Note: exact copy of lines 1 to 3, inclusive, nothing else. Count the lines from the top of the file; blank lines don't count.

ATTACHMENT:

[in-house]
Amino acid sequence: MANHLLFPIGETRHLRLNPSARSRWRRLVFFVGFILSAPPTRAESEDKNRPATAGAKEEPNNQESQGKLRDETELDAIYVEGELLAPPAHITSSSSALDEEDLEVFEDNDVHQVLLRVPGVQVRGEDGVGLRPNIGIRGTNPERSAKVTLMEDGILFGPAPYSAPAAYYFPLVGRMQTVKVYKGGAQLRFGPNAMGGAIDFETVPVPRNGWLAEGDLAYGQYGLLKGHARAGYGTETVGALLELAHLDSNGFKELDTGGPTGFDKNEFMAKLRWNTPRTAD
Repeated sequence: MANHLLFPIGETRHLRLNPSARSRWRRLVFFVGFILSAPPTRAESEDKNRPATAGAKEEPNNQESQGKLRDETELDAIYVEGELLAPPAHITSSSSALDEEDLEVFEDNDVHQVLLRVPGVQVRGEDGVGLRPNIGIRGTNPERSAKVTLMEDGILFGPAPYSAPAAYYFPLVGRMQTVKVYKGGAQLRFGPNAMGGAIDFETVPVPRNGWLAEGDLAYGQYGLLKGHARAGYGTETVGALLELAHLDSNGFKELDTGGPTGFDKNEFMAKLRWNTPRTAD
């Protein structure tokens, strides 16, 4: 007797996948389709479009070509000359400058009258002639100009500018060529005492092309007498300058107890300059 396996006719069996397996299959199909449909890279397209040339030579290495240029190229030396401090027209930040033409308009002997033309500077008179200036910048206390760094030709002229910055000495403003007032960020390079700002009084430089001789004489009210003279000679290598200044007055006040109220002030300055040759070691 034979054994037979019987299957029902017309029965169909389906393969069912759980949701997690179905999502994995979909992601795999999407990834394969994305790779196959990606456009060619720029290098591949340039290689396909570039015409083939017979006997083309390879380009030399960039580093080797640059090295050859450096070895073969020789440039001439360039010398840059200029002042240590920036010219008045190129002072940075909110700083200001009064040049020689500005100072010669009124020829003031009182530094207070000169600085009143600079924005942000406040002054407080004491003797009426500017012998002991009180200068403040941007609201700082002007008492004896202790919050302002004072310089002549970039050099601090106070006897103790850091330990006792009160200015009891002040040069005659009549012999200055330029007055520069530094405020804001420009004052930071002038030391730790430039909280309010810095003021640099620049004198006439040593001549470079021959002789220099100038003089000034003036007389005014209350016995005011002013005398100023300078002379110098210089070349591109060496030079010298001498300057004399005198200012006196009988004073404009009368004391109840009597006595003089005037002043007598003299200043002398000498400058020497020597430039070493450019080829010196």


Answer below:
[in-house]
Amino acid sequence: MANHLLFPIGETRHLRLNPSARSRWRRLVFFVGFILSAPPTRAESEDKNRPATAGAKEEPNNQESQGKLRDETELDAIYVEGELLAPPAHITSSSSALDEEDLEVFEDNDVHQVLLRVPGVQVRGEDGVGLRPNIGIRGTNPERSAKVTLMEDGILFGPAPYSAPAAYYFPLVGRMQTVKVYKGGAQLRFGPNAMGGAIDFETVPVPRNGWLAEGDLAYGQYGLLKGHARAGYGTETVGALLELAHLDSNGFKELDTGGPTGFDKNEFMAKLRWNTPRTAD
Repeated sequence: MANHLLFPIGETRHLRLNPSARSRWRRLVFFVGFILSAPPTRAESEDKNRPATAGAKEEPNNQESQGKLRDETELDAIYVEGELLAPPAHITSSSSALDEEDLEVFEDNDVHQVLLRVPGVQVRGEDGVGLRPNIGIRGTNPERSAKVTLMEDGILFGPAPYSAPAAYYFPLVGRMQTVKVYKGGAQLRFGPNAMGGAIDFETVPVPRNGWLAEGDLAYGQYGLLKGHARAGYGTETVGALLELAHLDSNGFKELDTGGPTGFDKNEFMAKLRWNTPRTAD